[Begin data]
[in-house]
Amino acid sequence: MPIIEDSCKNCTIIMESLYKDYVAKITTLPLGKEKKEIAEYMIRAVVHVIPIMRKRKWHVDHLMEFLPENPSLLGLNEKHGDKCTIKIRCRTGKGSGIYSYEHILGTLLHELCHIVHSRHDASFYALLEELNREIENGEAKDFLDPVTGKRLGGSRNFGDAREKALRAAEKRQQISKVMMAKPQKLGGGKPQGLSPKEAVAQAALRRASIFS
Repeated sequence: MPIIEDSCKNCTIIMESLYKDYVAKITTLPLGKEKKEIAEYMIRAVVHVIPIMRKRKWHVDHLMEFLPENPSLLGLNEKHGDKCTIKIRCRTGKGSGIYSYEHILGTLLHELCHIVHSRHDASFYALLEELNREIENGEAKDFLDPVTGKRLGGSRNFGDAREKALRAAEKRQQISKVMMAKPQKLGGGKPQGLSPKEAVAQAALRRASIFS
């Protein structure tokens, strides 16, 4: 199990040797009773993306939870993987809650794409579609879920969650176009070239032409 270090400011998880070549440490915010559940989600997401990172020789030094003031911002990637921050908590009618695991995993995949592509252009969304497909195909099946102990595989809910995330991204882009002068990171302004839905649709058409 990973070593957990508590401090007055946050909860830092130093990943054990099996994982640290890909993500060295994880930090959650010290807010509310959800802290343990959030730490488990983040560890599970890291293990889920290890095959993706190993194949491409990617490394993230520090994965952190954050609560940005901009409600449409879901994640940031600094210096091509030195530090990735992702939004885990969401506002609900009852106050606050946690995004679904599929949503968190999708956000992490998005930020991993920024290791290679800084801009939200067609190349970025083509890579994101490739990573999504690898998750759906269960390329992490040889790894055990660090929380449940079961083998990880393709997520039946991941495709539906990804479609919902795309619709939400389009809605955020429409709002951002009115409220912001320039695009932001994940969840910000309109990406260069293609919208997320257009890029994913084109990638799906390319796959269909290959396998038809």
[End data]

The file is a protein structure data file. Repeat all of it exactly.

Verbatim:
[in-house]
Amino acid sequence: MPIIEDSCKNCTIIMESLYKDYVAKITTLPLGKEKKEIAEYMIRAVVHVIPIMRKRKWHVDHLMEFLPENPSLLGLNEKHGDKCTIKIRCRTGKGSGIYSYEHILGTLLHELCHIVHSRHDASFYALLEELNREIENGEAKDFLDPVTGKRLGGSRNFGDAREKALRAAEKRQQISKVMMAKPQKLGGGKPQGLSPKEAVAQAALRRASIFS
Repeated sequence: MPIIEDSCKNCTIIMESLYKDYVAKITTLPLGKEKKEIAEYMIRAVVHVIPIMRKRKWHVDHLMEFLPENPSLLGLNEKHGDKCTIKIRCRTGKGSGIYSYEHILGTLLHELCHIVHSRHDASFYALLEELNREIENGEAKDFLDPVTGKRLGGSRNFGDAREKALRAAEKRQQISKVMMAKPQKLGGGKPQGLSPKEAVAQAALRRASIFS
């Protein structure tokens, strides 16, 4: 199990040797009773993306939870993987809650794409579609879920969650176009070239032409 270090400011998880070549440490915010559940989600997401990172020789030094003031911002990637921050908590009618695991995993995949592509252009969304497909195909099946102990595989809910995330991204882009002068990171302004839905649709058409 990973070593957990508590401090007055946050909860830092130093990943054990099996994982640290890909993500060295994880930090959650010290807010509310959800802290343990959030730490488990983040560890599970890291293990889920290890095959993706190993194949491409990617490394993230520090994965952190954050609560940005901009409600449409879901994640940031600094210096091509030195530090990735992702939004885990969401506002609900009852106050606050946690995004679904599929949503968190999708956000992490998005930020991993920024290791290679800084801009939200067609190349970025083509890579994101490739990573999504690898998750759906269960390329992490040889790894055990660090929380449940079961083998990880393709997520039946991941495709539906990804479609919902795309619709939400389009809605955020429409709002951002009115409220912001320039695009932001994940969840910000309109990406260069293609919208997320257009890029994913084109990638799906390319796959269909290959396998038809």